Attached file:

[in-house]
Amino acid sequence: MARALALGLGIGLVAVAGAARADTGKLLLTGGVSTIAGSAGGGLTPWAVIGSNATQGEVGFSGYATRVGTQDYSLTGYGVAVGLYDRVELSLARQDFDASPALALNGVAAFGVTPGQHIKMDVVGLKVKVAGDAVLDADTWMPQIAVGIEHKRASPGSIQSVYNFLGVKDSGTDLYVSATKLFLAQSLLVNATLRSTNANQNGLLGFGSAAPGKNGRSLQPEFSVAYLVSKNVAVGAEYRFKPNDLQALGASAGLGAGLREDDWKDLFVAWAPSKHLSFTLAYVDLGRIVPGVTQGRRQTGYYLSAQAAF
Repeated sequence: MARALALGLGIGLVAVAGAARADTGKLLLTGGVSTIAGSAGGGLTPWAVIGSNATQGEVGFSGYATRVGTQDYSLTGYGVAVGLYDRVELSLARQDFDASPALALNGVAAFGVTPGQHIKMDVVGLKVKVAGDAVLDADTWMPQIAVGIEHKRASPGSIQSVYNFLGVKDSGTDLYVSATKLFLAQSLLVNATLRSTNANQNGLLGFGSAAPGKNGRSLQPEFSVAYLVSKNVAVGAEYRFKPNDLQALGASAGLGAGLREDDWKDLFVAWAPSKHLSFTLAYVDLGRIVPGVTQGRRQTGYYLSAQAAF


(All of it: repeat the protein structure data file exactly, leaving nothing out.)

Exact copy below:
[in-house]
Amino acid sequence: MARALALGLGIGLVAVAGAARADTGKLLLTGGVSTIAGSAGGGLTPWAVIGSNATQGEVGFSGYATRVGTQDYSLTGYGVAVGLYDRVELSLARQDFDASPALALNGVAAFGVTPGQHIKMDVVGLKVKVAGDAVLDADTWMPQIAVGIEHKRASPGSIQSVYNFLGVKDSGTDLYVSATKLFLAQSLLVNATLRSTNANQNGLLGFGSAAPGKNGRSLQPEFSVAYLVSKNVAVGAEYRFKPNDLQALGASAGLGAGLREDDWKDLFVAWAPSKHLSFTLAYVDLGRIVPGVTQGRRQTGYYLSAQAAF
Repeated sequence: MARALALGLGIGLVAVAGAARADTGKLLLTGGVSTIAGSAGGGLTPWAVIGSNATQGEVGFSGYATRVGTQDYSLTGYGVAVGLYDRVELSLARQDFDASPALALNGVAAFGVTPGQHIKMDVVGLKVKVAGDAVLDADTWMPQIAVGIEHKRASPGSIQSVYNFLGVKDSGTDLYVSATKLFLAQSLLVNATLRSTNANQNGLLGFGSAAPGKNGRSLQPEFSVAYLVSKNVAVGAEYRFKPNDLQALGASAGLGAGLREDDWKDLFVAWAPSKHLSFTLAYVDLGRIVPGVTQGRRQTGYYLSAQAAF